Customer Centricity is a business strategy and culture that puts the customer first, with decisions made based on the impact they will have on the customer. This applies across all aspects of work and can have multiple manifestations.
The more granular you get, the clearer it will become what you need to improve. At Amdocs, we developed a program for measuring and improving customer centricity – the Amdocs Customer Centricity Framework. It looks at six different domains which we believe are all key. Our last tip roundup focused on Prioritization. This time we’ll focus on Creating Value, which is whether or not you are taking the necessary steps to ensure you are meeting your customer’s desired business outcomes, as well as exceeding on them with innovation.
In this blog I’ll focus on the second part – how do you generate fresh, innovative ideas for your customer?
Tip #1: Involve people from different disciplines and backgrounds in brainstorming and ideation sessions.
“I sometimes compare brainstorming to the drilling of oil wells. The only way to strike oil is to drill a lot of wells”- Tom Monaghan, founder of Domino’s Pizza
Did your customer share with you a business challenge you would like to help them with but cannot tackle on your own? How about a work-related problem - are you facing one which you are finding hard to solve?
Holding an "ideation" session with others can help, and brainstorming is one way to go about it and the most frequently practiced form of ideation.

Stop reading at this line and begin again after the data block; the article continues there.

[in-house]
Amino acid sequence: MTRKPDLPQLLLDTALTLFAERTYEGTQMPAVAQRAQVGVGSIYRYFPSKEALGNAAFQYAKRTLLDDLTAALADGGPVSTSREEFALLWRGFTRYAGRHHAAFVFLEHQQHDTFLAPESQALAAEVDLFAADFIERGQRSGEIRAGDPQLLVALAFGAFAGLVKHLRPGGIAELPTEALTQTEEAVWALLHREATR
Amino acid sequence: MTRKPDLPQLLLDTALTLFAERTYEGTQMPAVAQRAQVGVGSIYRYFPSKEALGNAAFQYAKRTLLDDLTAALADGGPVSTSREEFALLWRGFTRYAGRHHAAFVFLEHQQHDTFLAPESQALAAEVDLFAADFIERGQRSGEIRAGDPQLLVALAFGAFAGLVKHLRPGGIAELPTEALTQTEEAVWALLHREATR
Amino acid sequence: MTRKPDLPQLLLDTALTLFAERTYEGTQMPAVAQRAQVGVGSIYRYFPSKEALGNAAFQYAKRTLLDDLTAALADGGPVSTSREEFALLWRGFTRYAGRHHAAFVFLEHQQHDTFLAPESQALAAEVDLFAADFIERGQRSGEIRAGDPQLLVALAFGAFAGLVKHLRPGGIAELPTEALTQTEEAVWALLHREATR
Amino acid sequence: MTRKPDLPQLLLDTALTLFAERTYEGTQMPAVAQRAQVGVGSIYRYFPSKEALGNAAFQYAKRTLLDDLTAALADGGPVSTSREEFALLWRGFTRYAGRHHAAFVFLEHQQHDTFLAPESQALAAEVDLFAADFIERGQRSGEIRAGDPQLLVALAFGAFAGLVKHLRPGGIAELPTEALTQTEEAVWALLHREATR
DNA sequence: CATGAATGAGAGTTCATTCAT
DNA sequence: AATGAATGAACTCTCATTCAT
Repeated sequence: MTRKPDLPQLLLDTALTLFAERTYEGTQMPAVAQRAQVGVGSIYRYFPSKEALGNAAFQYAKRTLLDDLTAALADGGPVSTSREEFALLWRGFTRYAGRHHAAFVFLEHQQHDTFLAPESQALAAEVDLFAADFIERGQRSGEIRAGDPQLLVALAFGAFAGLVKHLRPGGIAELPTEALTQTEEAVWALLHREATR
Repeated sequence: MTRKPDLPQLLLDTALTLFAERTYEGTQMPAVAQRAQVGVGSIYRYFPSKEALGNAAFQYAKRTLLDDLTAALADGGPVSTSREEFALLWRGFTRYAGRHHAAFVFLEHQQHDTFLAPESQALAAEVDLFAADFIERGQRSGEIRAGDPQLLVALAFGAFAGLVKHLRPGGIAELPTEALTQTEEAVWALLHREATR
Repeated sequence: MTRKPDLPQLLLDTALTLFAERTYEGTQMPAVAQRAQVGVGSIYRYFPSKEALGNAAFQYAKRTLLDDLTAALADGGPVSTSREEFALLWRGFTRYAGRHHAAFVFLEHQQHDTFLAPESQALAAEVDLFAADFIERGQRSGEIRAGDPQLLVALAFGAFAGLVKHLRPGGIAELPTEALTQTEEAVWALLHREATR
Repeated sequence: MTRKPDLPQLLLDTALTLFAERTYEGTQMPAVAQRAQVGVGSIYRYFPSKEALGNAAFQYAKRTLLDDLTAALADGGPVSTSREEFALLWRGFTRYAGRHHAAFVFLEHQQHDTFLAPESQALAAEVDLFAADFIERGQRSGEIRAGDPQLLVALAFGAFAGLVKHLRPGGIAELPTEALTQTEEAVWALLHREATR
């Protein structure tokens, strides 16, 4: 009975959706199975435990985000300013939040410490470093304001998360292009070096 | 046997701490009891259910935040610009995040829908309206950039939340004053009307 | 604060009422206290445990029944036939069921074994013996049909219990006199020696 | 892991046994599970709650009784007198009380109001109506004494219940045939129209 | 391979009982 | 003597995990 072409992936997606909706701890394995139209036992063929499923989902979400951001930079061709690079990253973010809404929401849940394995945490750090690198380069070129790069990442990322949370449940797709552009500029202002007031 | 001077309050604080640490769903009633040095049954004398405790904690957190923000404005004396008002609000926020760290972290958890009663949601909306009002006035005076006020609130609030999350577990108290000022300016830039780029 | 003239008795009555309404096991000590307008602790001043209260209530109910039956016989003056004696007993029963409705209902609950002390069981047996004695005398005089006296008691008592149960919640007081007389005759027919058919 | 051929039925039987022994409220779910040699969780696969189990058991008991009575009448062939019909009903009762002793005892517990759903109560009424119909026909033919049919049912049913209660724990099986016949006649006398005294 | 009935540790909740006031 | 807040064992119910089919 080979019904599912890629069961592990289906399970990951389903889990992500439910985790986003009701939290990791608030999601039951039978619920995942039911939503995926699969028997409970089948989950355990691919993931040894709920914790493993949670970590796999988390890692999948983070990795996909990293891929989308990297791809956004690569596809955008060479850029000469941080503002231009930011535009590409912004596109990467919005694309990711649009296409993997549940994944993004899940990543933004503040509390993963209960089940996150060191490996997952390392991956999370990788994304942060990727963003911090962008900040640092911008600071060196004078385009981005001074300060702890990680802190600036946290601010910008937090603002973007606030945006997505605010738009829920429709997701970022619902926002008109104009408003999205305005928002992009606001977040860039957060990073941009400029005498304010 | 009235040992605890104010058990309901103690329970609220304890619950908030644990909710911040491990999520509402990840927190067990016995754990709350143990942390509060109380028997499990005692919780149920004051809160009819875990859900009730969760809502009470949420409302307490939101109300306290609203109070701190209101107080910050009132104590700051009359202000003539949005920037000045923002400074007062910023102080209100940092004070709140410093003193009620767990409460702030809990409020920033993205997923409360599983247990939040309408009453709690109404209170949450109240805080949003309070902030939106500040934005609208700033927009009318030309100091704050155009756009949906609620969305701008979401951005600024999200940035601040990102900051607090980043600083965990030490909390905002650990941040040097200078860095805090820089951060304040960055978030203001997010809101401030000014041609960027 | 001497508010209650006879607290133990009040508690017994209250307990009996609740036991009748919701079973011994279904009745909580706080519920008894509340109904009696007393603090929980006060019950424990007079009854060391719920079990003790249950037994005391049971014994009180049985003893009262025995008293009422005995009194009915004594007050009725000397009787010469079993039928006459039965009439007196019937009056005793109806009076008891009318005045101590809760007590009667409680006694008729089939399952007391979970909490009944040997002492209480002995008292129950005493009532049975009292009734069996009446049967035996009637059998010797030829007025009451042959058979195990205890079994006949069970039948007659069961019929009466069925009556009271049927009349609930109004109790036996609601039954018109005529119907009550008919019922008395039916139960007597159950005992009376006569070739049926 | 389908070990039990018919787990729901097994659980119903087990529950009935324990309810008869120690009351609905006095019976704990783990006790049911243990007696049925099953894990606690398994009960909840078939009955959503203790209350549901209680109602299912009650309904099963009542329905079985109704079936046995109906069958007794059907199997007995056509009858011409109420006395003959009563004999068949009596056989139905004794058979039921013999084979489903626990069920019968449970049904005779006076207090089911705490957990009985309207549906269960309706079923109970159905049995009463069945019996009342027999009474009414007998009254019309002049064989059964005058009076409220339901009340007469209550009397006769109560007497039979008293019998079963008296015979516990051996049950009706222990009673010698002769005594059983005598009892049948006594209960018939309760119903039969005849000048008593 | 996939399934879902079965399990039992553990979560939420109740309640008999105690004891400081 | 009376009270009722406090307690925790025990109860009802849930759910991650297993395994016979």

When setting a brainstorming session, make a point to invite people from different disciplines and backgrounds for unique perspectives and point of views - this is important for driving ideation and creativity.
And remember: Make the session a safe space for everyone to say anything, without judgement or criticism, welcoming all ideas, even crazy ones!
Tip #2: Remove red tape, so people can see their good ideas in action, quickly, and so your customers can too!
"Do not let what you cannot do interfere with what you can do" - John Wooden, an American basketball coach nicknamed the "Wizard of Westwood" who led UCLA Bruins to 10 national titles in 12 seasons
Now let’s say you come up with great ideas during that brainstorming session - will you be able to make them happen? Here are some of the main obstacles you might face:
- Your manager/other people do not think it is a good idea
- By the time you get it approved, it is no longer relevant
- There is no budget to make it happen
- You just don’t have the time to see it through
- You decide to make it happen, later
If any of these apply to your work environment, have a team brainstorm to see how some of these barriers can be removed!
Tip #3: The genius ideas can be the simplest ones!
The power of the "bookbook".
Peter Drucker, an Austrian American management consultant, educator and author considered the founder of modern management, cited simplicity as one of the key principles of innovation:
“An innovation, to be effective, has to be simple and it has to be focused. It should do only one thing, otherwise it confuses. If it is not simple, it won’t work. Everything new runs into trouble; if complicated, it cannot be repaired or fixed. All effective innovations are breathtakingly simple. Indeed, the greatest praise an innovation can receive is for people to say: ‘This is obvious. Why didn’t I think of it?'”
A simple idea can get through the development process faster, translating more easily across the different departments and teams which need to get involved to make it a reality. It will also be easier for your customers to understand, breaking through the overwhelming amount of choice and information they are bombarded with.
Here’s a great example from IKEA, who just wanted people to take note of their annual catalogue when it arrives in their mailbox. Their creative agency came up with an idea so genius that the ad hit over 9 million views in just one week and won several awards. Does the heavy use of closeup on plain background and detailed product description seem familiar to you?